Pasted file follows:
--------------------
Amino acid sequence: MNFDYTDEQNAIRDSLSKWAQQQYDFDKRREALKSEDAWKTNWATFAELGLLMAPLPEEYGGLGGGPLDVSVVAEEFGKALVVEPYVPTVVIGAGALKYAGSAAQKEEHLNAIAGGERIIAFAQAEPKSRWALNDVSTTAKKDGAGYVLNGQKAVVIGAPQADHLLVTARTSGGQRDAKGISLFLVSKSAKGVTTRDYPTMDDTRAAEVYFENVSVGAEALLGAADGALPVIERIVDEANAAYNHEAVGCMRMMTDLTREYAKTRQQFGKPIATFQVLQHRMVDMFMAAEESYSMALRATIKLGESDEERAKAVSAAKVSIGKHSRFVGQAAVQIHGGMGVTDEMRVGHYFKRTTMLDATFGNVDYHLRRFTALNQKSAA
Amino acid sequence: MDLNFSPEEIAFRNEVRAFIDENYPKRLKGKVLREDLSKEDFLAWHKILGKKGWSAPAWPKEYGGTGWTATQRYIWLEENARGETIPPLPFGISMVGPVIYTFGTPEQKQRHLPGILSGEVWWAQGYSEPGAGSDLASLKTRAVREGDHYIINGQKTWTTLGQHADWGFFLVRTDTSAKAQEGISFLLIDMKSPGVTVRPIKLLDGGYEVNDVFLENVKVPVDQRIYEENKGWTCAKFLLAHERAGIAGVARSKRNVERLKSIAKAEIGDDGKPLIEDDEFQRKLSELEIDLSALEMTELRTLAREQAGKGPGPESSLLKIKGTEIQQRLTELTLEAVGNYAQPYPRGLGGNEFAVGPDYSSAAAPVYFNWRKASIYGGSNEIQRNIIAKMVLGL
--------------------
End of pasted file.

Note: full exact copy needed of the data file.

Amino acid sequence: MNFDYTDEQNAIRDSLSKWAQQQYDFDKRREALKSEDAWKTNWATFAELGLLMAPLPEEYGGLGGGPLDVSVVAEEFGKALVVEPYVPTVVIGAGALKYAGSAAQKEEHLNAIAGGERIIAFAQAEPKSRWALNDVSTTAKKDGAGYVLNGQKAVVIGAPQADHLLVTARTSGGQRDAKGISLFLVSKSAKGVTTRDYPTMDDTRAAEVYFENVSVGAEALLGAADGALPVIERIVDEANAAYNHEAVGCMRMMTDLTREYAKTRQQFGKPIATFQVLQHRMVDMFMAAEESYSMALRATIKLGESDEERAKAVSAAKVSIGKHSRFVGQAAVQIHGGMGVTDEMRVGHYFKRTTMLDATFGNVDYHLRRFTALNQKSAA
Amino acid sequence: MDLNFSPEEIAFRNEVRAFIDENYPKRLKGKVLREDLSKEDFLAWHKILGKKGWSAPAWPKEYGGTGWTATQRYIWLEENARGETIPPLPFGISMVGPVIYTFGTPEQKQRHLPGILSGEVWWAQGYSEPGAGSDLASLKTRAVREGDHYIINGQKTWTTLGQHADWGFFLVRTDTSAKAQEGISFLLIDMKSPGVTVRPIKLLDGGYEVNDVFLENVKVPVDQRIYEENKGWTCAKFLLAHERAGIAGVARSKRNVERLKSIAKAEIGDDGKPLIEDDEFQRKLSELEIDLSALEMTELRTLAREQAGKGPGPESSLLKIKGTEIQQRLTELTLEAVGNYAQPYPRGLGGNEFAVGPDYSSAAAPVYFNWRKASIYGGSNEIQRNIIAKMVLGL